A few years after Aryeh’s brain surgeries, I was learning a chant that lifted my spirit and moved my soul. As I prepared the chant for a service I was leading, Aryeh walked into my room and said, “I’d like the words of the first line to be on my tallit* (prayer shawl) one day.” The words were poignant and perfect for Aryeh.  The Hebrew/English chant written by Rabbi David Zeller (of blessed memory) was:

I am alive. (x4)
And who is this aliveness I am? (x3)
I
s it not the holy blessed ONE.

http://davidzeller.org/aliveness/ – You can hear a snippet of the song from the first track of the CD on the website.

Once Aryeh decided that he wanted the words ‘I am alive’ (in Hebrew) to be on his tallit, then it only seemed natural to use his tie-dye flat sheet. Unfortunately, it took Aryeh and me years to make it happen for him, but last week we did it!!! With the help of our good friend Laurie Dietz, we were able to have the words I am alive (in Hebrew) embroidered for the tie dye tallit. And then I tied the tzitzit, fringes, for his beloved ritual garmet.

Aryeh in his amazing new tallit.

Aryeh in his amazing new tallit.

Full Circle
While the creation of the tallit began with illness, the tie-dye ultimately became a symbol of living and thriving.  Aryeh is very much alive and loving his new tallit too!

*tallit – A shawl-like garment worn during morning services, with tzitzit (long fringes) attached to the corners as a reminder of the commandments. Sometimes called a prayer shawl.

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“There are things known and there are things unknown, and in between are the doors of perception.”
Quote by Aldous Huxley

I am an optimist.

By nature, I find the good in bad and strive to rise above whatever shit comes my way.  I also notice the rainbows after the storms – both metaphorically and figuratively.  I love life and I tend to make the best out it.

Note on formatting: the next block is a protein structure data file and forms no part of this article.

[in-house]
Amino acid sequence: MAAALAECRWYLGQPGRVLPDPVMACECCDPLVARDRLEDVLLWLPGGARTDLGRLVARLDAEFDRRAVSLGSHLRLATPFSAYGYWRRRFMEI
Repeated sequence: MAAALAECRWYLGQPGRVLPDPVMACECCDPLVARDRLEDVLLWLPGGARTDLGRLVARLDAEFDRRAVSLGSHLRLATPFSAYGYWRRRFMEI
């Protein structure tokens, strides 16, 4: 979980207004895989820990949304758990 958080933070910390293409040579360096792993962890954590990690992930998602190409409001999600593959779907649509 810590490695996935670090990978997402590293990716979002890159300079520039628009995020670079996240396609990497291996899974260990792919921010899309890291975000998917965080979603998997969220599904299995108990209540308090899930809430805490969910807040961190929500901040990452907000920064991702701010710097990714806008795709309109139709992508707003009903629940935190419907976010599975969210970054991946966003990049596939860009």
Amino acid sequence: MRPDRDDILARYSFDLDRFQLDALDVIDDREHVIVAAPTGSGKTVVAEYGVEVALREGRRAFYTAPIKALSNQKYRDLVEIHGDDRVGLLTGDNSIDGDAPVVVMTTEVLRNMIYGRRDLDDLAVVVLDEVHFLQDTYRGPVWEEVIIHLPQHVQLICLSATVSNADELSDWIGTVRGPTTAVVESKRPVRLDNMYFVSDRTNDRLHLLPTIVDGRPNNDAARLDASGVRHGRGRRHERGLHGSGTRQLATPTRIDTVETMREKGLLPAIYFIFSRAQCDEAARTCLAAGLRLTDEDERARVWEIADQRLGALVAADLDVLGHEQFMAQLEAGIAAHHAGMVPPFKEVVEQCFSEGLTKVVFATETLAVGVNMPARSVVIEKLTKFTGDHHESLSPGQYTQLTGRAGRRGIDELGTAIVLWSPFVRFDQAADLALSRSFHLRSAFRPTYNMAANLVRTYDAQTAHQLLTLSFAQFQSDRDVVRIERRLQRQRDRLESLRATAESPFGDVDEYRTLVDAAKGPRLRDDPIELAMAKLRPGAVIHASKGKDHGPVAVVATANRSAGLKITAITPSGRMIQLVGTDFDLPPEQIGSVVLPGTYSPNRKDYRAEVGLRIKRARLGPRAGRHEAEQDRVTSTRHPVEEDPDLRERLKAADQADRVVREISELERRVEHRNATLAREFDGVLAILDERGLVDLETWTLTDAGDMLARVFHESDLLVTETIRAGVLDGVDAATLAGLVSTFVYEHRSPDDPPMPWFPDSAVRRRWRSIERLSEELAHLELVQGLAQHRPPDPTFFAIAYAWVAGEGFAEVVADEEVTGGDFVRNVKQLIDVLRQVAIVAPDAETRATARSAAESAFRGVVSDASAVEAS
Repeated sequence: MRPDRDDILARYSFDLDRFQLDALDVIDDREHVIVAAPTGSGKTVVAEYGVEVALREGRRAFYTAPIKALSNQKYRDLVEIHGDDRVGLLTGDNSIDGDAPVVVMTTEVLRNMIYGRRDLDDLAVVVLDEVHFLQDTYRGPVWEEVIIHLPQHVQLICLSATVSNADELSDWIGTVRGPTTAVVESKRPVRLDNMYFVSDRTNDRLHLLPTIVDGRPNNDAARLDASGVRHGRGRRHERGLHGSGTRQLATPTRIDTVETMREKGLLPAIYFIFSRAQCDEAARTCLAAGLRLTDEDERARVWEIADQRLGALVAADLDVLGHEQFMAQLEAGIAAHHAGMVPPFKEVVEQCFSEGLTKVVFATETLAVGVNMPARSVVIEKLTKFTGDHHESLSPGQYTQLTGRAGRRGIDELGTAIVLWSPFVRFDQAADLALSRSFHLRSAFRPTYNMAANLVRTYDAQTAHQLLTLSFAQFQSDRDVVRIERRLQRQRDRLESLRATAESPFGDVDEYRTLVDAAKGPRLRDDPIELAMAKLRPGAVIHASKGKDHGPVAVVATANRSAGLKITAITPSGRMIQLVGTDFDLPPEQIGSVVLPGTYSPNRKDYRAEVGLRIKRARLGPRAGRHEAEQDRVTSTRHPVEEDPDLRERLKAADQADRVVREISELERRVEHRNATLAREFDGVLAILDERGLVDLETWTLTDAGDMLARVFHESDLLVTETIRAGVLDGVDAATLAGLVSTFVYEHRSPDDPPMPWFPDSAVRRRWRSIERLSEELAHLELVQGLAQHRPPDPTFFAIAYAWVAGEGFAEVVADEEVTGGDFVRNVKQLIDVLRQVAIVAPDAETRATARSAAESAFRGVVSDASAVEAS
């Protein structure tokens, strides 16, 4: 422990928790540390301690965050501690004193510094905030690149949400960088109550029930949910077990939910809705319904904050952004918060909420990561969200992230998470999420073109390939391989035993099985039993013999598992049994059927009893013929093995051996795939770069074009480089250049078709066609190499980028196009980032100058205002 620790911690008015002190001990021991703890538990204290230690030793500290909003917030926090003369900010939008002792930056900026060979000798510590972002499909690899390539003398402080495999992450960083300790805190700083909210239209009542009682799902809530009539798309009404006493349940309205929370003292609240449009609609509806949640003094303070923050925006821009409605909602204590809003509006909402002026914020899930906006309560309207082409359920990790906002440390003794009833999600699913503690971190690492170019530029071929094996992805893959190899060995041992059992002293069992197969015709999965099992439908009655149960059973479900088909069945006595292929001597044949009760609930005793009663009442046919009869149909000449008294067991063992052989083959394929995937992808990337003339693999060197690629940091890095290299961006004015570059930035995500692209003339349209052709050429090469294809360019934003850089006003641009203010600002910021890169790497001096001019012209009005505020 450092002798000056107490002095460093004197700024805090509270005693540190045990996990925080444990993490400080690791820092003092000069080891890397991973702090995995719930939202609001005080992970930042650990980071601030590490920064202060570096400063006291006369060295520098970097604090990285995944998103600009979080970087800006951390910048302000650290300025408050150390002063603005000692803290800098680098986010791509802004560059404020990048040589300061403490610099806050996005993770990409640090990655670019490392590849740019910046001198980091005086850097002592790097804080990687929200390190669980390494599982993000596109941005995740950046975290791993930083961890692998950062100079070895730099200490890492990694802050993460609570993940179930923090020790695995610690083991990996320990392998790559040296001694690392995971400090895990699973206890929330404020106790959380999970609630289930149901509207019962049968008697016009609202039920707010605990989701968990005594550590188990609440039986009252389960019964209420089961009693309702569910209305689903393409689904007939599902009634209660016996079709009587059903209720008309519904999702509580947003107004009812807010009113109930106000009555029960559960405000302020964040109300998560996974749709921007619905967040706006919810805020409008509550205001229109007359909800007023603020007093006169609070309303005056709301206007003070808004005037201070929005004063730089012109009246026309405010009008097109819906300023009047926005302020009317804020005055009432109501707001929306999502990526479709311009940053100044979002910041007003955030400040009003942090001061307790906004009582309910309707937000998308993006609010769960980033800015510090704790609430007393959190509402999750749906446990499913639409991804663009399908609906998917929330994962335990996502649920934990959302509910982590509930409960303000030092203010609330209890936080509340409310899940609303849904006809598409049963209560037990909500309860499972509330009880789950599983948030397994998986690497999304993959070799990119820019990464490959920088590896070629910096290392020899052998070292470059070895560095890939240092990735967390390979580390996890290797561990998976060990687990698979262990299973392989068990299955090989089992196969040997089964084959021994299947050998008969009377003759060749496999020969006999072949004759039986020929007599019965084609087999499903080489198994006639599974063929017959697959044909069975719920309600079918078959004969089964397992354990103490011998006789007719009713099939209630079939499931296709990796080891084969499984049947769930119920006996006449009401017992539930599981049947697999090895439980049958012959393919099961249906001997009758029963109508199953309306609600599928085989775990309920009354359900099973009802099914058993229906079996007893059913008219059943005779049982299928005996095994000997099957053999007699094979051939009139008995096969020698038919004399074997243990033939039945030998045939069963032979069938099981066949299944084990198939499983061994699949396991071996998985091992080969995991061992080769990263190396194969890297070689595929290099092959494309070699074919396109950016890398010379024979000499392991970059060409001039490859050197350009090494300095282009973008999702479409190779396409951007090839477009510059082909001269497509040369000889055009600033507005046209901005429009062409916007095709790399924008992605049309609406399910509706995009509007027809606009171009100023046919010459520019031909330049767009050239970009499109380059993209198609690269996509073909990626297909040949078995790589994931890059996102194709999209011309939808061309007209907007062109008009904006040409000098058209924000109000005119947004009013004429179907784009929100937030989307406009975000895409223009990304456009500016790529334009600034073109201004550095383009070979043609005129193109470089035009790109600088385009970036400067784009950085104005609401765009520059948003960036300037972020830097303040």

I don’t usually kvetch, whine, about human nature, but tonight I will.

So many well-meaning people feel inclined to tell people how to feel or how despondent they should be when difficult situations occur.  And guess what, none of them enlightenment; they need to be given room to feel exactly how they feel. That goes for me too! 🙂

Years ago, my seriously ill son was heading into his second brain surgery when he had a reaction to the lights and sounds of pre-op.  The lights and sounds physically and desperately caused him pain; in fact, his pain was beyond anything anyone expected for the then 14 year old Aryeh.   At one point, after unexpected hours of trying to prep my son for surgery, a doctor turned to Aryeh and said, “I need to give you a shot, but I promise you it won’t hurt.  Really.  I promise.”  At that, Aryeh started screaming, “Don’t tell me what I will or won’t feel; you don’t know.” To my amazement, the doctor responded beautifully when he said, “No, I don’t know. And I have no right to ever tell anyone how they will feel.”  Instantly, Aryeh calmed down and allowed the doctor to again explain what would happen while sharing how he may or may not feel, but not how he would feel.  And with each word, the doctor spoke with integrity and in the end, Aryeh told him how it felt.